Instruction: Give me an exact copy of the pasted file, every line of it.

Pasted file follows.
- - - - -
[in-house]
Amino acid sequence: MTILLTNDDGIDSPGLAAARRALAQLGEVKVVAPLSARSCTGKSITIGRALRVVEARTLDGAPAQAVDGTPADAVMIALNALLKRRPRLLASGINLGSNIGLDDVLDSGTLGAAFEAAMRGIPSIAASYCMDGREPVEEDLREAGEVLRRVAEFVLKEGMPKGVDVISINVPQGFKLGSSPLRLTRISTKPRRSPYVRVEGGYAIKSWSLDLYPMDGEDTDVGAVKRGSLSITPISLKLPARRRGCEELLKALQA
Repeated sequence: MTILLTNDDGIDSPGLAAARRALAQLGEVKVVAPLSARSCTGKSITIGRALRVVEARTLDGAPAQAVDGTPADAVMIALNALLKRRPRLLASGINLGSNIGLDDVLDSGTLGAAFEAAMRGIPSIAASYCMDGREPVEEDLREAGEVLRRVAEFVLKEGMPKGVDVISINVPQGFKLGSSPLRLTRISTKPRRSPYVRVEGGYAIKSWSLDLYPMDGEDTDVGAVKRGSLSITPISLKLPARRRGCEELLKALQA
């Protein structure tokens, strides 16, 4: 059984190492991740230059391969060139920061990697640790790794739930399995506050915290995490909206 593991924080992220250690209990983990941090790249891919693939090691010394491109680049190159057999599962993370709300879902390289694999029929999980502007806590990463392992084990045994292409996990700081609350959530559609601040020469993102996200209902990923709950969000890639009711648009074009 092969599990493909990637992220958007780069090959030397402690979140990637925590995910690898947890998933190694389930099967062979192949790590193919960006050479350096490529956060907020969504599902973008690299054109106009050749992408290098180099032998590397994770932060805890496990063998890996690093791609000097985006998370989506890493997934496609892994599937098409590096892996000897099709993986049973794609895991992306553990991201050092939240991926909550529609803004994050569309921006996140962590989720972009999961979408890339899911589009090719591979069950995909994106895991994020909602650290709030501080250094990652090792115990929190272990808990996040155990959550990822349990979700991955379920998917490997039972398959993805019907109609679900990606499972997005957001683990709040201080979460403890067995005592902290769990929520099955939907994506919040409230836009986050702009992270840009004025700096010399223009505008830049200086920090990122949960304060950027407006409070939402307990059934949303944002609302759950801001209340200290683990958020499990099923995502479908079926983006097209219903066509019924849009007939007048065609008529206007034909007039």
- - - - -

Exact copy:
[in-house]
Amino acid sequence: MTILLTNDDGIDSPGLAAARRALAQLGEVKVVAPLSARSCTGKSITIGRALRVVEARTLDGAPAQAVDGTPADAVMIALNALLKRRPRLLASGINLGSNIGLDDVLDSGTLGAAFEAAMRGIPSIAASYCMDGREPVEEDLREAGEVLRRVAEFVLKEGMPKGVDVISINVPQGFKLGSSPLRLTRISTKPRRSPYVRVEGGYAIKSWSLDLYPMDGEDTDVGAVKRGSLSITPISLKLPARRRGCEELLKALQA
Repeated sequence: MTILLTNDDGIDSPGLAAARRALAQLGEVKVVAPLSARSCTGKSITIGRALRVVEARTLDGAPAQAVDGTPADAVMIALNALLKRRPRLLASGINLGSNIGLDDVLDSGTLGAAFEAAMRGIPSIAASYCMDGREPVEEDLREAGEVLRRVAEFVLKEGMPKGVDVISINVPQGFKLGSSPLRLTRISTKPRRSPYVRVEGGYAIKSWSLDLYPMDGEDTDVGAVKRGSLSITPISLKLPARRRGCEELLKALQA
């Protein structure tokens, strides 16, 4: 059984190492991740230059391969060139920061990697640790790794739930399995506050915290995490909206 593991924080992220250690209990983990941090790249891919693939090691010394491109680049190159057999599962993370709300879902390289694999029929999980502007806590990463392992084990045994292409996990700081609350959530559609601040020469993102996200209902990923709950969000890639009711648009074009 092969599990493909990637992220958007780069090959030397402690979140990637925590995910690898947890998933190694389930099967062979192949790590193919960006050479350096490529956060907020969504599902973008690299054109106009050749992408290098180099032998590397994770932060805890496990063998890996690093791609000097985006998370989506890493997934496609892994599937098409590096892996000897099709993986049973794609895991992306553990991201050092939240991926909550529609803004994050569309921006996140962590989720972009999961979408890339899911589009090719591979069950995909994106895991994020909602650290709030501080250094990652090792115990929190272990808990996040155990959550990822349990979700991955379920998917490997039972398959993805019907109609679900990606499972997005957001683990709040201080979460403890067995005592902290769990929520099955939907994506919040409230836009986050702009992270840009004025700096010399223009505008830049200086920090990122949960304060950027407006409070939402307990059934949303944002609302759950801001209340200290683990958020499990099923995502479908079926983006097209219903066509019924849009007939007048065609008529206007034909007039």